The Todesco lab in the Michael Smith Laboratories at the University of British Columbia, Vancouver, Canada invites applications for a full time Postdoctoral Research Fellowship, to work on a project on the genetic regulation of flowering time in cannabis.
Cannabis is one of the oldest cultivated plants, and has been grown for thousands of years across large parts of the globe, for a variety of different purposes (production of seeds, fibers in hemp-type cannabis; of cannabinoids in drug-type cannabis). The successful candidate will join a project aimed at understanding how diversity at one of the most fundamental developmental and adaptive traits in plants, flowering time, is regulated in cannabis. The candidate will study how genetic control of flowering time differs between lines that have different domestication histories (i.e. drug-type vs. hemp-type), and how variation for this trait affects plant development, yield, and cannabinoid production. This knowledge will help develop cannabis strains that can be grown outdoor at higher latitudes, reducing the enormous carbon footprint associated with current indoor production. The project is part of a long-standing collaboration with the group of Dr. Loren Rieseberg in the Department of Botany at UBC, and with Aurora Cannabis, one of the global leading cannabis companies.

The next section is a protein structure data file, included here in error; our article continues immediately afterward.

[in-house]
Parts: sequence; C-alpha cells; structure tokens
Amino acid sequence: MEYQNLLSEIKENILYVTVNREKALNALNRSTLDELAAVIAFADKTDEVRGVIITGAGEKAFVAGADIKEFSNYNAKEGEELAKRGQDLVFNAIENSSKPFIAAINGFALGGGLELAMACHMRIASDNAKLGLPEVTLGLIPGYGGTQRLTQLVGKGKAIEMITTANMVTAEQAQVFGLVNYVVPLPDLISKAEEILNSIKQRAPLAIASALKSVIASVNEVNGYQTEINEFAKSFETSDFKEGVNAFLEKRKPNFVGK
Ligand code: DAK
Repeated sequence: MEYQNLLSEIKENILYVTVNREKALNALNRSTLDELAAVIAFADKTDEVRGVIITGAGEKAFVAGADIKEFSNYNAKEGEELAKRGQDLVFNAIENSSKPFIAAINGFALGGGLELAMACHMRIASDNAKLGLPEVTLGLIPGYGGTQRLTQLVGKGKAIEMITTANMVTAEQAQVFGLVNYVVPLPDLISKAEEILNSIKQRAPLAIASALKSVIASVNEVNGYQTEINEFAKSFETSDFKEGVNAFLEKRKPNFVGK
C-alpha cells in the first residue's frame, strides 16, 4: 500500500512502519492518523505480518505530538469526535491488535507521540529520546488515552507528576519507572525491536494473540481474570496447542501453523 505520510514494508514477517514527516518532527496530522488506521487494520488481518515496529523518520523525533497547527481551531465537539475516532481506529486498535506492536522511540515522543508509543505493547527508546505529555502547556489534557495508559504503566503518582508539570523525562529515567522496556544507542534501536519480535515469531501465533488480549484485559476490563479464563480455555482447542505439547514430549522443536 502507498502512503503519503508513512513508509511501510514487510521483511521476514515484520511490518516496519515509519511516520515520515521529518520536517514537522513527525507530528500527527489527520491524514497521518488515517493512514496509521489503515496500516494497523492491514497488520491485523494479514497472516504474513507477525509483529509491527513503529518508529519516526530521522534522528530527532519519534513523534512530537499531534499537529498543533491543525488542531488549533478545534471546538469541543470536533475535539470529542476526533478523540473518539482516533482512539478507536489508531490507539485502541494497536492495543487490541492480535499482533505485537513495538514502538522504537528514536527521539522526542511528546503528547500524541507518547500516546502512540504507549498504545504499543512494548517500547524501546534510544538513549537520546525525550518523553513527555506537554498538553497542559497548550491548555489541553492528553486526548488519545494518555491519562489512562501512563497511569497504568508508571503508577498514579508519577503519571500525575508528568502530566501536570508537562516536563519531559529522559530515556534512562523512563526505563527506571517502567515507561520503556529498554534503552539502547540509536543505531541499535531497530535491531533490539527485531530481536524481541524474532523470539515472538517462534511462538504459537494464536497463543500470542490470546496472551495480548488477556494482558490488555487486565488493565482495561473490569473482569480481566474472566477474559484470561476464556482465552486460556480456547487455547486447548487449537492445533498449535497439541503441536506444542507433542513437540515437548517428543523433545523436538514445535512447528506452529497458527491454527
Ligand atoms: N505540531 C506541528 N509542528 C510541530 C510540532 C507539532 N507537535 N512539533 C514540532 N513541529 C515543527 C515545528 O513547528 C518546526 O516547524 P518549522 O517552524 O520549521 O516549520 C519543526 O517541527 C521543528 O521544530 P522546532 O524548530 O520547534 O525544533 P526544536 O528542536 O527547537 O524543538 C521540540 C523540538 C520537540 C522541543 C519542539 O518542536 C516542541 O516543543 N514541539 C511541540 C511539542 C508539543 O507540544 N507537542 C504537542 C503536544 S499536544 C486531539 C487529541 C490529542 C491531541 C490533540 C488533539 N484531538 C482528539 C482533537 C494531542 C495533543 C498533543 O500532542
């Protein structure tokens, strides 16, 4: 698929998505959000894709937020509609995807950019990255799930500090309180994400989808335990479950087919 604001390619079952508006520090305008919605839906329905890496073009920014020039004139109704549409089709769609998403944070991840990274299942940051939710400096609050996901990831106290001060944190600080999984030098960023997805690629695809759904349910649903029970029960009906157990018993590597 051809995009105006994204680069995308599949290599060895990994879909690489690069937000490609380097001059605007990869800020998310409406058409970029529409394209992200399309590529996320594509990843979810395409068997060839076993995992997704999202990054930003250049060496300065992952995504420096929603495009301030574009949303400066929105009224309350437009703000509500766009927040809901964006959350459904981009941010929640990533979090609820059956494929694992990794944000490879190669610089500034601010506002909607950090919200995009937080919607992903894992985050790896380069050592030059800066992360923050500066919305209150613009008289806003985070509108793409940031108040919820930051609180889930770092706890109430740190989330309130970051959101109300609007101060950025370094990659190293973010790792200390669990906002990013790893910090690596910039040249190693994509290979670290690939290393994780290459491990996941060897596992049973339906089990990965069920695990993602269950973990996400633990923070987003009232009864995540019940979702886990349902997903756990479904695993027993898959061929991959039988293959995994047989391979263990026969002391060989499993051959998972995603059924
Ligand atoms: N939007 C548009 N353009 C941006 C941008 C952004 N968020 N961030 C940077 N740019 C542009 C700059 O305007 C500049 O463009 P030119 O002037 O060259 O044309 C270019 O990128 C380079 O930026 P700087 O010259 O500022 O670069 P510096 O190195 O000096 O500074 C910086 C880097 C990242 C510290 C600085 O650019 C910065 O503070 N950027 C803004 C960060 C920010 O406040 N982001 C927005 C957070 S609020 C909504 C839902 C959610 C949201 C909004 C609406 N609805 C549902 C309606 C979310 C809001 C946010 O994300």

For more details see UBC
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